Committee members will hash over a number of issues, the most important of which involves something that has little to do with thoroughbred racing itself: the 4,500 video slot machines that will open at Aqueduct Race Track in January 2007, and that could one day be at Belmont Park and maybe even Saratoga Race Course.
Horse racing has long been an important contributor to New York’s history, economy and culture, but for years crowds at the race tracks have been dwindling as more and more New Yorkers wishing to gamble have turned to the state lottery, Off‐Track Betting salons and casinos in Connecticut and Atlantic City. As a result, the New York Racing Association, a nonprofit corporation that operates Aqueduct, Belmont and Saratoga, has fallen on rough financial times.
The association, which will operate Aqueduct’s expansion into slots along with a casino company, MGM Mirage, is hoping that revenue from the machines will allow it to get out of the red and make some money. But the problem is that the association’s lease on the three tracks expires by the end of 2007. Hence, the committee’s recommendations on how the thoroughbred industry will be reorganized — and who will receive the future slots bonanza — is of utmost importance to the financial success of thoroughbred racing.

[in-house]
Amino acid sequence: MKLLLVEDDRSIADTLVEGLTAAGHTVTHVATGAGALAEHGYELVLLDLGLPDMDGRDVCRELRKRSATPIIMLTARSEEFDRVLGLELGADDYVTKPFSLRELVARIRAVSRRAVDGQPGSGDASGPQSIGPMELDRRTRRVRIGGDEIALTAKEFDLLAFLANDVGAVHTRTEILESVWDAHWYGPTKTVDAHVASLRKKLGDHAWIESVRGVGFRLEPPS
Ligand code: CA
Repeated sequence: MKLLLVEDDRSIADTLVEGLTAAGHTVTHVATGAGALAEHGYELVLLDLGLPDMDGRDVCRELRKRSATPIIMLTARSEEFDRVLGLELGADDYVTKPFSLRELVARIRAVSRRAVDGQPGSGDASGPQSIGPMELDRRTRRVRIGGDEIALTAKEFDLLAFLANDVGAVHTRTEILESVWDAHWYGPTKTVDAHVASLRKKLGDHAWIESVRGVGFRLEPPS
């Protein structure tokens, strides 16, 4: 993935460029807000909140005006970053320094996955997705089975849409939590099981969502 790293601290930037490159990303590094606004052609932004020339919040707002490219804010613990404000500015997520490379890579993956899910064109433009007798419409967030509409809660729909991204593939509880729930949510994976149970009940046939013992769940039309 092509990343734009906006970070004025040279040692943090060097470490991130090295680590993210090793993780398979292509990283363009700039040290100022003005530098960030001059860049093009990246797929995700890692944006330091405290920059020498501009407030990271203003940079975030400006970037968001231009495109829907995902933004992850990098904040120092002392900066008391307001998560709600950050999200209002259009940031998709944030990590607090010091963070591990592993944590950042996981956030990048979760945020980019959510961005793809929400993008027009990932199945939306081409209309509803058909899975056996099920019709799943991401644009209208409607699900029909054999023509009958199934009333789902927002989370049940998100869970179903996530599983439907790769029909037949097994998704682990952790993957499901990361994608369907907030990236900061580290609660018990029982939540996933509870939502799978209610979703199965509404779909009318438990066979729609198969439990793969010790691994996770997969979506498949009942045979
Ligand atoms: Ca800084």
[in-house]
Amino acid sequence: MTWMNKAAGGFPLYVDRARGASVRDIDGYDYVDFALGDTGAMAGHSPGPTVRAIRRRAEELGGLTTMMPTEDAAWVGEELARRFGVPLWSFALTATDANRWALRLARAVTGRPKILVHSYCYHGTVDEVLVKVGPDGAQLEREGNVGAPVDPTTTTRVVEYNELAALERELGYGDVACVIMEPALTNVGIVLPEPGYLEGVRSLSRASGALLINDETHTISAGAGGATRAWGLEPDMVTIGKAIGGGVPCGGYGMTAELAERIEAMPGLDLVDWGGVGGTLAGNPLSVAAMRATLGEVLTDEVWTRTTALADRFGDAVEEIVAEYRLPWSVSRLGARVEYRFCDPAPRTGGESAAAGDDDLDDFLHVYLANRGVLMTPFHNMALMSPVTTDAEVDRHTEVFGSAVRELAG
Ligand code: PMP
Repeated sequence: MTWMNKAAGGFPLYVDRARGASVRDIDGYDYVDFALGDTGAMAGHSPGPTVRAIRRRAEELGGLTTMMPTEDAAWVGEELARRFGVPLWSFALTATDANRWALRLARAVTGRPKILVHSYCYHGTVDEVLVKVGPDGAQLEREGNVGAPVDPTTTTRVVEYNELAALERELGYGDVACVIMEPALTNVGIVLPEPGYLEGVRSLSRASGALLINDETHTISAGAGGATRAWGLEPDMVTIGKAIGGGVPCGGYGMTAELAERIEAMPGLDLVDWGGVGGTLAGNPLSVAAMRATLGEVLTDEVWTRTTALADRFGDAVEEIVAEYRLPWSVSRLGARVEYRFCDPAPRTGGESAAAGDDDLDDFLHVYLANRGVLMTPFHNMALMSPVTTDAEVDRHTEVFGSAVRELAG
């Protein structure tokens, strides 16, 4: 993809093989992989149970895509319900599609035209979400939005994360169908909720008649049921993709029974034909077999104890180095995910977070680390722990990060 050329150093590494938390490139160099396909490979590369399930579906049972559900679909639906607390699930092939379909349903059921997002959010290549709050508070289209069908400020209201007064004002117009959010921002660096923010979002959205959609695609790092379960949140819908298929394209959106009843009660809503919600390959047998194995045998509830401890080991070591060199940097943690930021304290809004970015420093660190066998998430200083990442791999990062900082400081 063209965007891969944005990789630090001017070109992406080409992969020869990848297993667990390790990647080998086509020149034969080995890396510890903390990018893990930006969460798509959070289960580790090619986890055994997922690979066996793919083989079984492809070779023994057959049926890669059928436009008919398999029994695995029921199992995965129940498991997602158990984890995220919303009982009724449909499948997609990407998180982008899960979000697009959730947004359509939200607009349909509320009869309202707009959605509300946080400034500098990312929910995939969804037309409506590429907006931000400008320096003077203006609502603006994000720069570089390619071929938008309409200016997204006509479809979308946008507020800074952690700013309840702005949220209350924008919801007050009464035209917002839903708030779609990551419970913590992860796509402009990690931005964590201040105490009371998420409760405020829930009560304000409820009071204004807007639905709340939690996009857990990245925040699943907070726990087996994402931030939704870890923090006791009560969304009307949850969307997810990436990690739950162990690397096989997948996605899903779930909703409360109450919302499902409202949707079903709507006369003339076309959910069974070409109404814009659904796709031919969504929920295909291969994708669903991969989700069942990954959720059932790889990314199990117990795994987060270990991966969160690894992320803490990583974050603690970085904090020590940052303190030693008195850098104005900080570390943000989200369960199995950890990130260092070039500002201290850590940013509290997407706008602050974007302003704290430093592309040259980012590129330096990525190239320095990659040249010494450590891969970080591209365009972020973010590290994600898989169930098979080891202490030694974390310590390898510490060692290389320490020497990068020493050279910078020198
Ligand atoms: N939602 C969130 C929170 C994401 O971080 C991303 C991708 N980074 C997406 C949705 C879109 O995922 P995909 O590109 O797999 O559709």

Of course, a number of different groups would love a cut of that action.
Last summer, a coalition of racing and gambling interests known as the Friends of New York Racing proposed that New York merge the three race tracks and the state’s six off‐track betting operations into a for‐profit entity that would be granted the Aqueduct slots license and a second slots license for Belmont. In return, the state would sell off this new entity for $465 million but continue to receive gambling tax receipts. The state would also receive a commitment from this new entity that it would use $130 million per year of slots revenue to subsidize track purses.
A half‐billion dollars sounds like a good deal for taxpayers in the state, but New York will give up too much if it accepts such a deal. We calculate that if New York reduced the annual purse subsidy to $44 million, which we believe is a more reasonable figure, and sold off those assets in an auction before multiple qualified bidders, the state could receive a whopping $2.1 billion — with the majority of that value attributable to the revenue from slot machines. Even if New York required the $130 million annual purse subsidy, we estimate the slots licenses and other gambling assets could sell for more than $1.5 billion.
In the best of worlds, if New York is going to expand slots, the state should allow a free, competitive market that would benefit consumers. But if the state is bent on having a constricted market tied to thoroughbred racing, then the state should extract most of the value of the slots and the racing assets and give the resulting money to state residents as tax rebates.
Are our estimates accurate? They might not be, but that is all the more reason for New York to auction off the slots, thoroughbred racing and off‐track betting assets instead of agreeing to some stipulated price. An auction would be the best way to identify what those assets are truly worth. Taxpayers cannot afford for the state to leave hundreds of millions of dollars on the table.